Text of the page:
Next up, rapids and whitewater rafting lie in wait a little further upstream. In my youth this would’ve been first on the list, but alas, with the progression of my Ménière’s disease over the decades and its vertiginous effect on my inner ear, the best I could do was watch another life-jacketed group hoot and holler as I stood ashore and crushed a tallboy of local craft beer. Almost counterintuitively, the final undertaking – a helicopter tour of the Rocky Mountains – was more than manageable for my vestibular apparatus. Captivating, breathtaking, awe-inspiring – pick your adjective and that’s what it’s like to get up close and personal with the still snowcapped peaks and glacial turquoise lakes.
The lesson through all this for every hotelier is that you have to start thinking of your property as just the beginning of the guest’s journey. Undoubtedly your region has exceptional, authentic and interactive experiences to offer, and it’s your responsibility to bring them to your customer’s attention. If you don’t, travelers will inevitably migrate to other hotels or territories where these adventures are available and marketed.
Birch is the New Maple
A full day packed with these outdoor Rocky Mountain adventures had me famished. Luckily, I was in more than capable hands, as any good resort hotel will marry great experiences with exceptional food and beverage. Every hotelier worth his or her mettle already knows this, but it is more restating.
The big takeaway, though, is that resort properties, no matter their locale, must be equally as bold and experiment just as much with their culinary presentation as the classical restaurant nerve centers of Paris, London, New York City, Rome or Tokyo. With that in mind, I’m eager to circle back to the title of this article as the Executive Chef Ronny Belkin has found something truly remarkable in the form of birch syrup infusions into just about everything on the menu.
Like its maple counterpart, birch syrup comes in a spectrum of colors, with amber and amber gold suitable for direct application to foods in the form of, for example, salad vinaigrettes or a sandwich glaze while the dark grade has a flavor somewhere between black molasses and cough syrup. Not nearly as sweet as maple syrup, this offers a reasonable explanation for why birch has yet to take Canadian or American culture by storm. But mix the dark grade with ketchup, apple cider vinegar, brown sugar and spices (otherwise known as barbecue sauce) and you’re in flavor country, my friend.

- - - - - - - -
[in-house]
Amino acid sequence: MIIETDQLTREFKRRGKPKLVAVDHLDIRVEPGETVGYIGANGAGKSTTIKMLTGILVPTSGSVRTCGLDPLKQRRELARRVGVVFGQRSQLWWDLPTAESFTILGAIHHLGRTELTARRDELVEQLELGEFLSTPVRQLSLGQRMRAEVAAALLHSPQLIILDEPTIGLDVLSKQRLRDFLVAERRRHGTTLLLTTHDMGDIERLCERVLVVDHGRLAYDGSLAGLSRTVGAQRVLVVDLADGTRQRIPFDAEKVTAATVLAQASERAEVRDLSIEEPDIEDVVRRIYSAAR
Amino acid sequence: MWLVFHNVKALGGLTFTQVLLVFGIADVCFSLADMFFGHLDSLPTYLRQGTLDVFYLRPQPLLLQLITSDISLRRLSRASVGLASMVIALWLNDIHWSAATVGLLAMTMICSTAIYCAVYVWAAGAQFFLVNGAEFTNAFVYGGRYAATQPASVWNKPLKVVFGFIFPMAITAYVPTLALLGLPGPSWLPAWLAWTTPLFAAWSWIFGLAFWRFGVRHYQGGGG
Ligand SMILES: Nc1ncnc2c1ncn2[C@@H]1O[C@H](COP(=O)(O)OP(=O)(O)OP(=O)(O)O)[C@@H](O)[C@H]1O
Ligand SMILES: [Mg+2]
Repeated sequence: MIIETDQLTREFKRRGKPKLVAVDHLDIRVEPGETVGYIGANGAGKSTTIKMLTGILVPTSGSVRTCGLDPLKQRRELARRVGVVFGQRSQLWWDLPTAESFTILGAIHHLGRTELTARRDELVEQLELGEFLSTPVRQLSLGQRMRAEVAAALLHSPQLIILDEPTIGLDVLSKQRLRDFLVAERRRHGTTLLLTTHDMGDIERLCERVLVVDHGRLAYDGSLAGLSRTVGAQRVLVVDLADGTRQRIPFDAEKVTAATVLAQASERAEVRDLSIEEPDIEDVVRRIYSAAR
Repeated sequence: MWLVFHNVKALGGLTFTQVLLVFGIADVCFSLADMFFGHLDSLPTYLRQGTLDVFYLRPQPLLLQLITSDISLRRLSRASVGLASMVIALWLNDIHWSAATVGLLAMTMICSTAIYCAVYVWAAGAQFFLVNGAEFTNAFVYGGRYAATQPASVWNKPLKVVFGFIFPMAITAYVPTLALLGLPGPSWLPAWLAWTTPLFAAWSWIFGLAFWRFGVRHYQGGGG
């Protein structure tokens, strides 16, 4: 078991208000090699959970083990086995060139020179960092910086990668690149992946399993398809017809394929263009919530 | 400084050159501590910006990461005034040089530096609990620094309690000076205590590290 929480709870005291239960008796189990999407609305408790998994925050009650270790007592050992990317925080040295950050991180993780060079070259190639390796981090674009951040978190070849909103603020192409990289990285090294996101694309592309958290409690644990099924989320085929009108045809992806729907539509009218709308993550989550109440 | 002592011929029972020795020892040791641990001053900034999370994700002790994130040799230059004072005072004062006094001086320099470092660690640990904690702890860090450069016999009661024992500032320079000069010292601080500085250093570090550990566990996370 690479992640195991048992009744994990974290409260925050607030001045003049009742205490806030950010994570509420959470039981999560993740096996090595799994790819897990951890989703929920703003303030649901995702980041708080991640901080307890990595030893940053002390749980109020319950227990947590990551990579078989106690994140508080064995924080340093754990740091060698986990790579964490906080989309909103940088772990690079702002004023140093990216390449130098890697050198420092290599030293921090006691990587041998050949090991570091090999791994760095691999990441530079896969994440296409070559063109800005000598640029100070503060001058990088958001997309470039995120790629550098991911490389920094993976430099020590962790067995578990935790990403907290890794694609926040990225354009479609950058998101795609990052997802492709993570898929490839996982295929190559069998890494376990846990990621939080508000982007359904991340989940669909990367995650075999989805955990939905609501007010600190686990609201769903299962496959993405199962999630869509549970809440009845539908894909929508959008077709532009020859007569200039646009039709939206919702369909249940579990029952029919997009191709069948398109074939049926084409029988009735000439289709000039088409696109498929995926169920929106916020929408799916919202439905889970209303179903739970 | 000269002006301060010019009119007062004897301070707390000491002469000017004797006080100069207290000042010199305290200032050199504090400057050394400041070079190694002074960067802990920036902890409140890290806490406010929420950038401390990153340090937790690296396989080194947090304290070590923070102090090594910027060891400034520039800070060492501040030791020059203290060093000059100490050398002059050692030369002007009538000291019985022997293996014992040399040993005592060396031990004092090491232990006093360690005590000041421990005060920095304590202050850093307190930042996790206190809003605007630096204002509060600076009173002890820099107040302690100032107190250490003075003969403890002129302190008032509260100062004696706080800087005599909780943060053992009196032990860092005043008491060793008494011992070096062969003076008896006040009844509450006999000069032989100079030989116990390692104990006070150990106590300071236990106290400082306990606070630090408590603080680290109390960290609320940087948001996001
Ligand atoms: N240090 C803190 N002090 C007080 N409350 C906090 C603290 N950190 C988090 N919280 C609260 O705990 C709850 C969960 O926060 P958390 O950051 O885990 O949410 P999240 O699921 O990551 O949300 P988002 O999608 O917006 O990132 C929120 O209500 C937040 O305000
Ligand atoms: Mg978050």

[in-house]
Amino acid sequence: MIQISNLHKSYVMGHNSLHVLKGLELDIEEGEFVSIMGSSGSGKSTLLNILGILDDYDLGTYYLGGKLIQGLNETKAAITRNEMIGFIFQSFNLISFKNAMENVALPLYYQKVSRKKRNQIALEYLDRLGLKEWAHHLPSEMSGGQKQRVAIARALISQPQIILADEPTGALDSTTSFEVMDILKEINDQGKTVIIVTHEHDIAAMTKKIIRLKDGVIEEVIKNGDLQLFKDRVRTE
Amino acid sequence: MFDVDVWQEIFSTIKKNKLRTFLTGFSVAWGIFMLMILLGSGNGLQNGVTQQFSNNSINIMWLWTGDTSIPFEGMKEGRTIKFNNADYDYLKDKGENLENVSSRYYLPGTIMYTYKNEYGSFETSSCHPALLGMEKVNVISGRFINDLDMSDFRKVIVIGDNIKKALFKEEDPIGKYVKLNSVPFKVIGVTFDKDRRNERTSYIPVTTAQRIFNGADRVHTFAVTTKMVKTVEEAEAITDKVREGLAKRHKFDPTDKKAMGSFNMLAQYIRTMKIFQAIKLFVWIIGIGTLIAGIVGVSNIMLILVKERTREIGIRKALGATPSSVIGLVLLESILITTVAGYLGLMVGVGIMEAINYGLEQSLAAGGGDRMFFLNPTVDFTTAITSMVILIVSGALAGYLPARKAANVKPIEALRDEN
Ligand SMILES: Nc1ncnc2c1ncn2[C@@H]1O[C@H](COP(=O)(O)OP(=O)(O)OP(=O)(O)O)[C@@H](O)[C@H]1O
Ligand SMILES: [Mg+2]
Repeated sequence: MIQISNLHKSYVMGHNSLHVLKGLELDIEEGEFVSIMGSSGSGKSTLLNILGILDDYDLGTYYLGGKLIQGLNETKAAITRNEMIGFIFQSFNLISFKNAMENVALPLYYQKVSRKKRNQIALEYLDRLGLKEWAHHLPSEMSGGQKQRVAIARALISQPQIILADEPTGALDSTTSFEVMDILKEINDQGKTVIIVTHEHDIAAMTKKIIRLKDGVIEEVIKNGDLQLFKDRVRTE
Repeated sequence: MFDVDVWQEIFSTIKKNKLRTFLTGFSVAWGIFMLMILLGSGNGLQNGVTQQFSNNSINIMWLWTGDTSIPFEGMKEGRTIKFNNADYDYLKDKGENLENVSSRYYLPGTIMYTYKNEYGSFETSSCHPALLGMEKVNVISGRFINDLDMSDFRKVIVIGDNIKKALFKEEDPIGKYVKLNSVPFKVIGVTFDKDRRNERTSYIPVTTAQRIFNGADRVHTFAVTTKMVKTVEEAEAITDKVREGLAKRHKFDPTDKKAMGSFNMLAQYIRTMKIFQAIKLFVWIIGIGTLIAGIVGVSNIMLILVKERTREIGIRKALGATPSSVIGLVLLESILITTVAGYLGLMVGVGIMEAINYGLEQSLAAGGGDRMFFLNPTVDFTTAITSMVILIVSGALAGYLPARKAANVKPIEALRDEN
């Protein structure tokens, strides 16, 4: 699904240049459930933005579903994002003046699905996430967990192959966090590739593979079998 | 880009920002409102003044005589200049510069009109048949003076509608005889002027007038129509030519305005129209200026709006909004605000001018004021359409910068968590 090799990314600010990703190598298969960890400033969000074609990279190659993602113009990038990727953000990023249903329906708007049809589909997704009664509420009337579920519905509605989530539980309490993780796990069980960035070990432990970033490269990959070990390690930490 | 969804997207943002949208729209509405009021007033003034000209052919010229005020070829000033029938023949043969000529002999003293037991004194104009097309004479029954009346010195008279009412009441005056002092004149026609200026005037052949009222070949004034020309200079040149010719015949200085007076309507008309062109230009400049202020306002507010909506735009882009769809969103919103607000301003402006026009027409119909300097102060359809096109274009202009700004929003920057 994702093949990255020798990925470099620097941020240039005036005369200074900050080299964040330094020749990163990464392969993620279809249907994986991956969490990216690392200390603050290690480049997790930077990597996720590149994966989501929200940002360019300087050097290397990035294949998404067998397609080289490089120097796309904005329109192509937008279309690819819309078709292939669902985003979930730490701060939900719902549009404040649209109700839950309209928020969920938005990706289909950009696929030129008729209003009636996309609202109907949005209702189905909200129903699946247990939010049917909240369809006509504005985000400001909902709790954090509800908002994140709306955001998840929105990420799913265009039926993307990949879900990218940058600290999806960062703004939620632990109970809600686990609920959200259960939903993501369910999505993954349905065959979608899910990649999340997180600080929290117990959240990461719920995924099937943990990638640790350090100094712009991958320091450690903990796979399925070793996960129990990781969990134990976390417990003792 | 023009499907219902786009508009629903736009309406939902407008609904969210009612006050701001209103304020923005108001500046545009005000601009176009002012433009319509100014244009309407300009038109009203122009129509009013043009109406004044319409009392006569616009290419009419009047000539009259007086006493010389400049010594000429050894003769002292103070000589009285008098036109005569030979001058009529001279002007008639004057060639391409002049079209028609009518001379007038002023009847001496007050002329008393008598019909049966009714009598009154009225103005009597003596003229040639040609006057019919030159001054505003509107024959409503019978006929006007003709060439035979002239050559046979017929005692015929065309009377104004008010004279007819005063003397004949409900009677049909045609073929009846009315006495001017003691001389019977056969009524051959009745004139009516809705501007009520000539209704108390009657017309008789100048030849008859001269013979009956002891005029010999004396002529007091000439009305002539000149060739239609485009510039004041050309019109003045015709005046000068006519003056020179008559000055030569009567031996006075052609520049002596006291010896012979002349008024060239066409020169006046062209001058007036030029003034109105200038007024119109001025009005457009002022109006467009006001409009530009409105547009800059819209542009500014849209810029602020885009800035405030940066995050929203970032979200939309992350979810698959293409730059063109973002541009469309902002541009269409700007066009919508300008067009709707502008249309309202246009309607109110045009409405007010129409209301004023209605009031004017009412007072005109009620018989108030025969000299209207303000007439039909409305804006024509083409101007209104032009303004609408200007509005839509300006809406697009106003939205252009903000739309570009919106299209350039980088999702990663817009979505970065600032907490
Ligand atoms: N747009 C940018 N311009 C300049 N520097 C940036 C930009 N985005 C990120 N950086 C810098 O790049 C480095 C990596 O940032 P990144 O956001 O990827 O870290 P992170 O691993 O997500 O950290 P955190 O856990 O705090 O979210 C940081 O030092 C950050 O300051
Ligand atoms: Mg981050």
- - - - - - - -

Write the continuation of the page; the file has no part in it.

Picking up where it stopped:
Fitting for the Marlboro reference, Chef Belkin was brought aboard last autumn to help rebrand St. Eugene’s previously fine dining establishment into a BBQ smokehouse with a bona fide Interior BC vibe. Plunking down for a meal of smoked and charred meats, it only took one bite for me to realize why he lathers everything from elk steaks to bison ribs in his patented birch barbecue sauce. It’s a taste that’s wholly unique to the region and yet another example of how your hotel should always be on the lookout for the next big thing.
Aside from its acrid taste which necessitates blending, the other side of the equation that’s holding back birch syrup from reaching the same levels of popularity as maple is its cost. I’m hardly a dendrologist so don’t quote me on these figures, but, as a ballpark example, ten gallons of maple sap may reduce to ten quarts of Grade A syrup while ten gallons of birch sap may only net you one unit of saleable liquid.
If St. Eugene has any say in it, then birch syrup will indeed become the next maple syrup and economies of scale will alleviate this issue, but at the present, birch syrup in commercial quantities is a hefty expensive. Chef Belkin took a big monetary risk by sourcing this ingredient, but it’s paid off in the form of barbecued foods you can’t get anywhere else.
Ultimately for you and the rest of your senior management team, this is yet another example of why you shouldn’t micromanage your culinary team. You have to give them the resources, both in budget and in time, to tinker with their chosen craft in order to devise something that is ostensibly one-of-a-kind. I’m a diehard believer that great F&B is essential to overall guest satisfaction, so do yourself a favor and see what can be done in this regard in tandem with your pursuit for other local authentic experiences.
(Article by Larry Mogelonsky, published by Hotels News Now on September 12, 2016).